Kim Kwang-Taek (Jeon Kwang-Leol) — he's the sword saint, i.e. the best

Kim Kwang-Taek (Jeon Kwang-Leol) — he’s the sword saint, i.e. the best

The story is moving with the pace of a snail. Our heroes have completed their early training and, to celebrate their arrival in the palace and cement their place in the affections of all, beat up the sons of the nobility and upper class on the training ground. As a reward they are sent out into the wilds to guard a small section of the wall with Qing. Sado finally gets to see the map tattooed on Yoo Ji-Sun‘s back and has it copied. Now all he has to do is get rid of the tattoo without killing her. We then have an attempt to kill our heroes by staging a beacon lighting test immediately after heavy rain. Failure to complete the lighting sequence of beacons means instant execution. This challenge encourages the two young men to co-operate to get the job done. It’s all rather petty as more people find out about the map and plan to kill off the Crown Prince. It’s not that the plot is lacking invention or that the acting is deficient. It’s just milking every moment instead of getting on with things. Unless the pace picks up, I’m going to lose interest.

For reviews of the other episodes, see:
Warrior Baek Dong Soo or Musa Baek Dong Soo (2011) episodes 1 to 5
Warrior Baek Dong Soo or Musa Baek Dong Soo (2011) episodes 11 to 15
Warrior Baek Dong Soo or Musa Baek Dong Soo (2011) episodes 16 to 20
Warrior Baek Dong Soo or Musa Baek Dong Soo (2011) episodes 21 to 25
Warrior Baek Dong Soo or Musa Baek Dong Soo (2011) episodes 26 to end

Warrior Baek Dong Soo or Musa Baek Dong Soo (2011) episodes 1 to 5

November 28, 2012 Leave a comment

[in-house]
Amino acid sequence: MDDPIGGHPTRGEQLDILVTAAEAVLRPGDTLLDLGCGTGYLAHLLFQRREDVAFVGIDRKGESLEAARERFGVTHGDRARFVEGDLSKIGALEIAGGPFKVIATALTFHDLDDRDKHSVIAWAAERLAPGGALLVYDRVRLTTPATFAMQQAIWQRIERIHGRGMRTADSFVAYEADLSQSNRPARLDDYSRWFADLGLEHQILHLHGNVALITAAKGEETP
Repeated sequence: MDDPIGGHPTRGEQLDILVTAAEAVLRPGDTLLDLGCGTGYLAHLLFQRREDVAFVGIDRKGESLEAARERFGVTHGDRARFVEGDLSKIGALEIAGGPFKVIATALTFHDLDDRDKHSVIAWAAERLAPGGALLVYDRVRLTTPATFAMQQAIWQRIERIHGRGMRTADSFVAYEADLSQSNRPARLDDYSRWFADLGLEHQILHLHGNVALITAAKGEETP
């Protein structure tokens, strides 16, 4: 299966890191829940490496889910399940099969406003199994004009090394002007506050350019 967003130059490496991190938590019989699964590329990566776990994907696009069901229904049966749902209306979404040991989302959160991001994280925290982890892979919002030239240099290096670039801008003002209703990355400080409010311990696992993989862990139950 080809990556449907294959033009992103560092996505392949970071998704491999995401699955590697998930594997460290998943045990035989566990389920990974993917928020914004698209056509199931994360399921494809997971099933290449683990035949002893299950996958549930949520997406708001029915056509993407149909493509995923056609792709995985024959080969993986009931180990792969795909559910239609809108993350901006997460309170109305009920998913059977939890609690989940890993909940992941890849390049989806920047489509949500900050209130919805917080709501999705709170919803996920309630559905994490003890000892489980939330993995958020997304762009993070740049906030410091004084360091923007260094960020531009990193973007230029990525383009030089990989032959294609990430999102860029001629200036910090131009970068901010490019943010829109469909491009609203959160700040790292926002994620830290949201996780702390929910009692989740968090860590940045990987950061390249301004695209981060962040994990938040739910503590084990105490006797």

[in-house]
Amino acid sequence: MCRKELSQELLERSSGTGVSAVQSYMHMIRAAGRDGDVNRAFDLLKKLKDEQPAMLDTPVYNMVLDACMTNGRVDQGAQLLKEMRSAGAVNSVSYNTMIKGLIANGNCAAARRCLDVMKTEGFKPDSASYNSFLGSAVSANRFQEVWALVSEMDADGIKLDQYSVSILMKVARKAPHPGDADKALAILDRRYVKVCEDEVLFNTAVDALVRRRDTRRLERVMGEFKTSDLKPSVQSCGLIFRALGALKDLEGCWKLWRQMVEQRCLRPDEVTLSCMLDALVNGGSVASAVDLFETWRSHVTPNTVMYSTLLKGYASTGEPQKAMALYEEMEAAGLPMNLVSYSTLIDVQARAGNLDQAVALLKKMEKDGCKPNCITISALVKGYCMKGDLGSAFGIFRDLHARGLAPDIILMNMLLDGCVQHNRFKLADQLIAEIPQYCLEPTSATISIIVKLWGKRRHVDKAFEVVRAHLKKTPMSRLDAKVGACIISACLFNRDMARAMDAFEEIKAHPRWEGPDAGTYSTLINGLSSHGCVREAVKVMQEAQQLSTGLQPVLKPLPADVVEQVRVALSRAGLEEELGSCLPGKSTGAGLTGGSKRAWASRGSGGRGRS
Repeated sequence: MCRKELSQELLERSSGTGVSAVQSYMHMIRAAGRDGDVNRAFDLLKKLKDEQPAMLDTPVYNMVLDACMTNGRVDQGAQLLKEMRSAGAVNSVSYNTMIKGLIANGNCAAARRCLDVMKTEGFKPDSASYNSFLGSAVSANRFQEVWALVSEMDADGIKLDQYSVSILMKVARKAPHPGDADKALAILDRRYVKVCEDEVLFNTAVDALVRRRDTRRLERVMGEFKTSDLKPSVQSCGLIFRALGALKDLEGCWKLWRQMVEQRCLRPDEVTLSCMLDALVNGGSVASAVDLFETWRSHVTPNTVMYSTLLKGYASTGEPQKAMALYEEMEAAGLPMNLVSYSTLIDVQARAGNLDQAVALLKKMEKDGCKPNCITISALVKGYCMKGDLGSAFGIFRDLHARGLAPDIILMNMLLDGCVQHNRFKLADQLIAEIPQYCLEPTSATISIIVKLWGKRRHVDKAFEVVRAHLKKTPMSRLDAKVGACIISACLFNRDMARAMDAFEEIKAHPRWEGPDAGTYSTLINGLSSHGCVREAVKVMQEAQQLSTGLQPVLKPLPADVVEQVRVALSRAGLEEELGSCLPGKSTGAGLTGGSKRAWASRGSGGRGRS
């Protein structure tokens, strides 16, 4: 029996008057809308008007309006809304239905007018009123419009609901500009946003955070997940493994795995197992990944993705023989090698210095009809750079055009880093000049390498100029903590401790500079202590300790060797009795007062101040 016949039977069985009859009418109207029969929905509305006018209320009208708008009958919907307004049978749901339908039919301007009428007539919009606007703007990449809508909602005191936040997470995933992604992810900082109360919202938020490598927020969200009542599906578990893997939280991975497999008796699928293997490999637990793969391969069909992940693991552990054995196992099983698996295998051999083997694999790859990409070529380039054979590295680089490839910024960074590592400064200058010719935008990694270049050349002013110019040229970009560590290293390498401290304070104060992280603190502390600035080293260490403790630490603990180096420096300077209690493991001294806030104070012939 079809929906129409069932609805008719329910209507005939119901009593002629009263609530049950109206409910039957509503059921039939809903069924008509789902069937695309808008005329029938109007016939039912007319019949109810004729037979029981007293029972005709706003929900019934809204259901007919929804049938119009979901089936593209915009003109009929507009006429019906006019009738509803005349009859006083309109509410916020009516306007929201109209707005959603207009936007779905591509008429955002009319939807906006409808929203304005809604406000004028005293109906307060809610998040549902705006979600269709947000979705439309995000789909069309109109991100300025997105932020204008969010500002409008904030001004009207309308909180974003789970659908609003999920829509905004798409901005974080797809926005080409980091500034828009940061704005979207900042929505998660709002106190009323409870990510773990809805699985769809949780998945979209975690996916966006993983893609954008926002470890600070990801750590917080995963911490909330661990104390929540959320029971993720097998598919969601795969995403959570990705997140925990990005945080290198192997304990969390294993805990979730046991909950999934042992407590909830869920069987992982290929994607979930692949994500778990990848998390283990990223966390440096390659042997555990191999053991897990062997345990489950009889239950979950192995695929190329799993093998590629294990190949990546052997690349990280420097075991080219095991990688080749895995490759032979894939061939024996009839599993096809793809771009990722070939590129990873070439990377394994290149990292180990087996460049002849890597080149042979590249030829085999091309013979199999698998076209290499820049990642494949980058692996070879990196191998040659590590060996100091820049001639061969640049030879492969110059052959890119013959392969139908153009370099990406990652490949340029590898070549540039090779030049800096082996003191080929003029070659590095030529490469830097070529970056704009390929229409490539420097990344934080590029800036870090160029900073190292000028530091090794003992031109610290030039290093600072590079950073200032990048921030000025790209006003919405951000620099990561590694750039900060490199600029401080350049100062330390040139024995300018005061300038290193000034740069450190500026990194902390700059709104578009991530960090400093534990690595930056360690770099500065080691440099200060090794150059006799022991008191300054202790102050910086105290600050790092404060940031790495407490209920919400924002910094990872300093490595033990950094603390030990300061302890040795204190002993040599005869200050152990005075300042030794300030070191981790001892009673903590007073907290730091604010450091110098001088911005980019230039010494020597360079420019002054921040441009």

Well, here we are back in sageuk territory with Warrior Baek Dong Soo or Musa Baek Dong Soo (2011) as I start another binge on Korean drama. This time we’re in the 18th century Joseon with the real-life story of Baek Dong Soo (1743–1816) who’s shown as the protector of Crown Prince Sado (1735–1762) and his son Yi San (1752-1800). The history is slightly complicated. After Prince Hyojang died in 1728, Sado was born the second son of King Yeongjo. The reason for his failure to become king is unclear and somewhat controversial. At the time, he was considered erratic to the point of mental illness and was killed by his father, leaving the way open to his son Yi San to become King Jeongjo in 1776. However, he has been reappraised and is now thought to have been the victim of a conspiracy by his political opponents from the Noron faction of the Western (Seo-in) faction. As a result of this historical revisionism, he and his wife, Lady Hyegyeong, were designated Emperor Yangjo and Empress Heonyeong in 1899. During King Jeongjo’s reign, there was a positive attempt made to avoid any hint of favouritism between the different factions but, despite this, the Noron faction was able to maintain pre-eminence without obviously resorting to violence. But conflict reappeared when King Yeongjo murdered his son.